Our family watched the most recent season of America’s Got Talent on NBC. My son quickly became a fan of Piff the Magic Dragon – a comedian/magician who was competing on the show. The real Piff finished in the Top 10, and when the season was over, my son announced that he wanted to be Piff for Halloween. Since the real Piff has no licensing agreements in place with any entity for the manufacture of replica costumes, the costume for my son had to made from scratch. Planning for the costume began in early October and was completed a few days before Halloween.
The basis for the costume was a Simplicity dinosaur costume (#1765) that was altered and augmented to match the costume worn by the real Piff. The body is green satin, with sequined fabric diamonds appliqued onto the suit, then edged in gold rickrack. The same sequined fabric was used to make the plates that run over the head and down the spine and tail. The original pattern called for one set of plates, made from felt. To match the Piff costume design, I increased the plates from one set to three sets running the length of the outfit, and added three more plates above the face. Each plate and the tail were stuffed with polyfill and sewn in place. In order to make the costume as authentic as possible, my husband watched several online videos of the real Piff, to document where on the suit the diamond appliqués were located, what colors they were, and what sizes they were. He then prepared a “map” of the diamonds, scaled the diamonds to my son’s size, and finally printed out cardstock patterns for me to use to cut out the appliqués. From initial concept to completion, the costume took about 3 weeks – one week for design and two weeks for construction.
The costume consists of two parts – the body of the costume and the headpiece. The body is a one-piece unit that zips up the front. The headpiece is a hood-style and is secured under the chin with Velcro. The headpiece is fully lined with cotton broadcloth. The body of the costume is also embellished with top-stitched designs using metallic gold thread. The costume was made entirely on my home sewing machine, an old Singer 603E Touch & Sew machine from the early 1960’s.
The red “attaché” case (which the real Piff uses in his act to store various magic items) was made from a postal shipping box. The box was primed with gesso and painted with acrylic paint. Graphics were designed on the computer, printed out, and then applied to the exterior using Mod Podge. The handle to the case is a drawer pull, secured to wooden slats inside the box. The box also has a large hole cut in the top of it, adjacent to the handle, so that my son could use it while trick-or-treating as a candy bucket.
Everyone who saw my son in this costume fell into one of two camps – those who had watched AGT and knew exactly who Piff was, and those who had not watched the show and therefore had to have the concept for the costume explained to them. Regardless of which group observers fell into, everyone agreed that the costume itself was impressive, the workmanship exemplary, and were amazed that it was homemade. We got many compliments regarding this costume. When we were out taking pictures of my son in his costume, people stopped in their cars to comment and compliment us on the costume, to inquire about the costume, and took their own pictures of him.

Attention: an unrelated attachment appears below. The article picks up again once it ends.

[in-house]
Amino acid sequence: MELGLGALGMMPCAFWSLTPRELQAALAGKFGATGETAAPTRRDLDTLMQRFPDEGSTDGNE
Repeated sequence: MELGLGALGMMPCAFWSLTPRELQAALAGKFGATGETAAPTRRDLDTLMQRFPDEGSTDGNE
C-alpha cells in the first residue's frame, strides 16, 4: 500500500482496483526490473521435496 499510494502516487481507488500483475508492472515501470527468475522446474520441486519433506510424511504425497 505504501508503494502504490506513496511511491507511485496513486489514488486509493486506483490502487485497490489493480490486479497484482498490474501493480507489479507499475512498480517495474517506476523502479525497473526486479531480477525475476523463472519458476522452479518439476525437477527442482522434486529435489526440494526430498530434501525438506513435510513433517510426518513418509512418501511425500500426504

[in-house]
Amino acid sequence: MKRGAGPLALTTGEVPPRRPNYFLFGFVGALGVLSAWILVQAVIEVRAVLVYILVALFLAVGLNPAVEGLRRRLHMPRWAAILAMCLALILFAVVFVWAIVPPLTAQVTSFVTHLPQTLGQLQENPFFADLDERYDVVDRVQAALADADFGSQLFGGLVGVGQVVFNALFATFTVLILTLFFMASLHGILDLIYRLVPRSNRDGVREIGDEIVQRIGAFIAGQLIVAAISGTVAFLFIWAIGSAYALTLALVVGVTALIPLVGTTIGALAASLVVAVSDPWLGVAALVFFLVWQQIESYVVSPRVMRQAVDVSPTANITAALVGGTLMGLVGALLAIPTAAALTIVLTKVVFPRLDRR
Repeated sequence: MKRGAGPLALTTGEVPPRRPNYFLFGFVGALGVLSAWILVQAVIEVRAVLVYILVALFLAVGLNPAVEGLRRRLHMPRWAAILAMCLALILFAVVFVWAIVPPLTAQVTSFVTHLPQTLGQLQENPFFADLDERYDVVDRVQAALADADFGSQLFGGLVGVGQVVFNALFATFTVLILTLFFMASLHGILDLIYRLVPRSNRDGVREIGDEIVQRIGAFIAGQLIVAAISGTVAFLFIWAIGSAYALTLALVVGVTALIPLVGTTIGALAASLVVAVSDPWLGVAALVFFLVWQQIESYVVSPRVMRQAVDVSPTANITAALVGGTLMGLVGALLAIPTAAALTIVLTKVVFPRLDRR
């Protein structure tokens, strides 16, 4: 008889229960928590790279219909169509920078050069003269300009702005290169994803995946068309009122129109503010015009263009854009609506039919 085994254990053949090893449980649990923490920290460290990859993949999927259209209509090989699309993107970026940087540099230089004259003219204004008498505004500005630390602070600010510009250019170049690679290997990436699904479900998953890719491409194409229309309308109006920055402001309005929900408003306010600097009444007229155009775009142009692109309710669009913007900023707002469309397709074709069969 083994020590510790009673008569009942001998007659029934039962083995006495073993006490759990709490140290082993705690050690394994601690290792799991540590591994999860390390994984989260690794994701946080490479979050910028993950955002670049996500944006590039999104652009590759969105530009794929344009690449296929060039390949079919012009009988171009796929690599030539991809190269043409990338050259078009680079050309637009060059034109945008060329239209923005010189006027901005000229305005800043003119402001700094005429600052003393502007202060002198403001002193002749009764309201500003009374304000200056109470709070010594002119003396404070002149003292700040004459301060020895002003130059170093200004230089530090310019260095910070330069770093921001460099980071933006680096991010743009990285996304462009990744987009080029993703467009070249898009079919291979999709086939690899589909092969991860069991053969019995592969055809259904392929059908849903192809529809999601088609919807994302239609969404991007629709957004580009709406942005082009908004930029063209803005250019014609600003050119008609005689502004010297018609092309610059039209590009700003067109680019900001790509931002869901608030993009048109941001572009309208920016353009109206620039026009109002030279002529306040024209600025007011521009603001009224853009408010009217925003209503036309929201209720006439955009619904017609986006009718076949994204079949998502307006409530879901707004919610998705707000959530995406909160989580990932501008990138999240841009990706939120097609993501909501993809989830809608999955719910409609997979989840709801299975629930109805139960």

On October 30th, we visited our local Bass Pro Shop to have my son’s photo taken in their Halloween photo booth and participate in their in-store trick-or-treating. Unbeknownst to us, they were also hosting a costume contest, which we were shuttled into almost immediately upon our arrival. My son placed second in his age category (9 to 12 year-olds).
Additionally, after we began working on the construction of the costume, my husband discovered that the real Piff was hosting a “look-alike” costume contest on Twitter. The contest was announced on October 15th, but we did not find out about it until the following week. By then, I was well into construction of the costume. When the costume was completed, my husband took several pictures and began submitting the photos to Piff via Twitter. The contest was judged on November 1, 2015, by Penn Jillette (of Penn & Teller), and our son’s costume was chosen as the 1st place winner. The first-place prizes for the contest were tickets to one of Piff’s performances and an autographed t-shirt. As of this writing, we will be attending a performance in late January, 2016, and my son intends to wear the costume to that performance, to have his photo taken with Piff.
Regarding why our costume should be selected as a winner in your contest, I feel that, while children have many choices of heroes or role models, often they choose popular figures well-known to our culture. My son chose a role-model that inspired and entertained him, but was also one for which no costume existed. DIY was our only choice in order to fulfill our son’s Halloween costume desire. By working diligently to make my son’s costume as authentic as possible, not only was I able to create a work of beauty that was appreciated by all who saw it, but I was also able to pave the way for my son to meet his role model in person.